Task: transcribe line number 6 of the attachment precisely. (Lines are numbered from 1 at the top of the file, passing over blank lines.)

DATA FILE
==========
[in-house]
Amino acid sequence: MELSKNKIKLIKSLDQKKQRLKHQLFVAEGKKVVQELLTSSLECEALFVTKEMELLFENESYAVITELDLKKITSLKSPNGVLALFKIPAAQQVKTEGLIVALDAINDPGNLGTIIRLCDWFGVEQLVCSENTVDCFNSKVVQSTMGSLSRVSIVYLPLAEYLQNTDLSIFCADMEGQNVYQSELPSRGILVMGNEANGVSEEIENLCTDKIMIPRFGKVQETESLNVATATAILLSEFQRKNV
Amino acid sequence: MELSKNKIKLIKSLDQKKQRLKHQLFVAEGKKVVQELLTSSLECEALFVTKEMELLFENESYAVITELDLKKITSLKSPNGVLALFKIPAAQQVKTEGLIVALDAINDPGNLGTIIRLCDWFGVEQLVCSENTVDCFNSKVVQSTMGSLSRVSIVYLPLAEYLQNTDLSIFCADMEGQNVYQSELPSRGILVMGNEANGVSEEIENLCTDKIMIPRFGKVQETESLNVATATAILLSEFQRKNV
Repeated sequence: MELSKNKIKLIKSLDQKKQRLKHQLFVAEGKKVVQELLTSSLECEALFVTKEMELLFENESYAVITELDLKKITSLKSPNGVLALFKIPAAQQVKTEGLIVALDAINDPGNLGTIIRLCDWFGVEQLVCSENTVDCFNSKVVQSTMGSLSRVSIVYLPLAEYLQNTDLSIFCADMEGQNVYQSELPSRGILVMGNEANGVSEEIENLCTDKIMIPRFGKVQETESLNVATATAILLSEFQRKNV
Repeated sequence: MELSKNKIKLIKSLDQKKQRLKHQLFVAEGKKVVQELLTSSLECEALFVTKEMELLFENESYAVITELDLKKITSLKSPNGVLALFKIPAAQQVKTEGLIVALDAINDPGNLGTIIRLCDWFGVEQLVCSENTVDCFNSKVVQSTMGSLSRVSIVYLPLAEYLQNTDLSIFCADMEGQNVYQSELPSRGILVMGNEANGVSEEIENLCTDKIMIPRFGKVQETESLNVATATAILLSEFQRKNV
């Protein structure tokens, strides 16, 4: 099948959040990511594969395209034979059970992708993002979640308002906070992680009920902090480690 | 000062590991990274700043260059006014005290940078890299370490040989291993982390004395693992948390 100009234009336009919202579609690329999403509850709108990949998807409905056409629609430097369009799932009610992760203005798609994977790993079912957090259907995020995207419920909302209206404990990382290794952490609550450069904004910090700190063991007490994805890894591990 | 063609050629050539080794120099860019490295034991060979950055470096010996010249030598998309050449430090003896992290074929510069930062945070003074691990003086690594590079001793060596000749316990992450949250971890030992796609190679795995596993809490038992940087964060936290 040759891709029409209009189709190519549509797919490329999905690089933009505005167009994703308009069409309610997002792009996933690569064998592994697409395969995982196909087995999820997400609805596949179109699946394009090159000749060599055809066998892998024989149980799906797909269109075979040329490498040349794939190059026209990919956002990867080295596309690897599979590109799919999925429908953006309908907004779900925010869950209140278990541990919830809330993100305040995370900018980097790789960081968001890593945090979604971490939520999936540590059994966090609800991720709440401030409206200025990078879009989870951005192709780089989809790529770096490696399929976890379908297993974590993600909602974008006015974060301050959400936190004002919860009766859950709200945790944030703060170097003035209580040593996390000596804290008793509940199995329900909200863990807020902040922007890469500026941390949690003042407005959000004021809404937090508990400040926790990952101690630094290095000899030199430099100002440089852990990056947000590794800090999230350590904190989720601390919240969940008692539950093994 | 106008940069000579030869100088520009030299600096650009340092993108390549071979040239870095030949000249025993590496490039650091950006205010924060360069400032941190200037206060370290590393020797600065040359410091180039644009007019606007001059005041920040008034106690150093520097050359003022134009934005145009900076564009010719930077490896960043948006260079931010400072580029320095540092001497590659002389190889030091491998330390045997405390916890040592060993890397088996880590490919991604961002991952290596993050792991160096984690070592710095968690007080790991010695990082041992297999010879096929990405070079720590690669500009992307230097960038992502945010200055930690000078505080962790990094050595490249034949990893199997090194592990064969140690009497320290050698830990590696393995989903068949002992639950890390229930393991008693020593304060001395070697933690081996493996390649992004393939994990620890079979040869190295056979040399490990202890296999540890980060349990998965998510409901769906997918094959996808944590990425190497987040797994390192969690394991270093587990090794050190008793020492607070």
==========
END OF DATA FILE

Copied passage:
């Protein structure tokens, strides 16, 4: 099948959040990511594969395209034979059970992708993002979640308002906070992680009920902090480690 | 000062590991990274700043260059006014005290940078890299370490040989291993982390004395693992948390 100009234009336009919202579609690329999403509850709108990949998807409905056409629609430097369009799932009610992760203005798609994977790993079912957090259907995020995207419920909302209206404990990382290794952490609550450069904004910090700190063991007490994805890894591990 | 063609050629050539080794120099860019490295034991060979950055470096010996010249030598998309050449430090003896992290074929510069930062945070003074691990003086690594590079001793060596000749316990992450949250971890030992796609190679795995596993809490038992940087964060936290 040759891709029409209009189709190519549509797919490329999905690089933009505005167009994703308009069409309610997002792009996933690569064998592994697409395969995982196909087995999820997400609805596949179109699946394009090159000749060599055809066998892998024989149980799906797909269109075979040329490498040349794939190059026209990919956002990867080295596309690897599979590109799919999925429908953006309908907004779900925010869950209140278990541990919830809330993100305040995370900018980097790789960081968001890593945090979604971490939520999936540590059994966090609800991720709440401030409206200025990078879009989870951005192709780089989809790529770096490696399929976890379908297993974590993600909602974008006015974060301050959400936190004002919860009766859950709200945790944030703060170097003035209580040593996390000596804290008793509940199995329900909200863990807020902040922007890469500026941390949690003042407005959000004021809404937090508990400040926790990952101690630094290095000899030199430099100002440089852990990056947000590794800090999230350590904190989720601390919240969940008692539950093994 | 106008940069000579030869100088520009030299600096650009340092993108390549071979040239870095030949000249025993590496490039650091950006205010924060360069400032941190200037206060370290590393020797600065040359410091180039644009007019606007001059005041920040008034106690150093520097050359003022134009934005145009900076564009010719930077490896960043948006260079931010400072580029320095540092001497590659002389190889030091491998330390045997405390916890040592060993890397088996880590490919991604961002991952290596993050792991160096984690070592710095968690007080790991010695990082041992297999010879096929990405070079720590690669500009992307230097960038992502945010200055930690000078505080962790990094050595490249034949990893199997090194592990064969140690009497320290050698830990590696393995989903068949002992639950890390229930393991008693020593304060001395070697933690081996493996390649992004393939994990620890079979040869190295056979040399490990202890296999540890980060349990998965998510409901769906997918094959996808944590990425190497987040797994390192969690394991270093587990090794050190008793020492607070």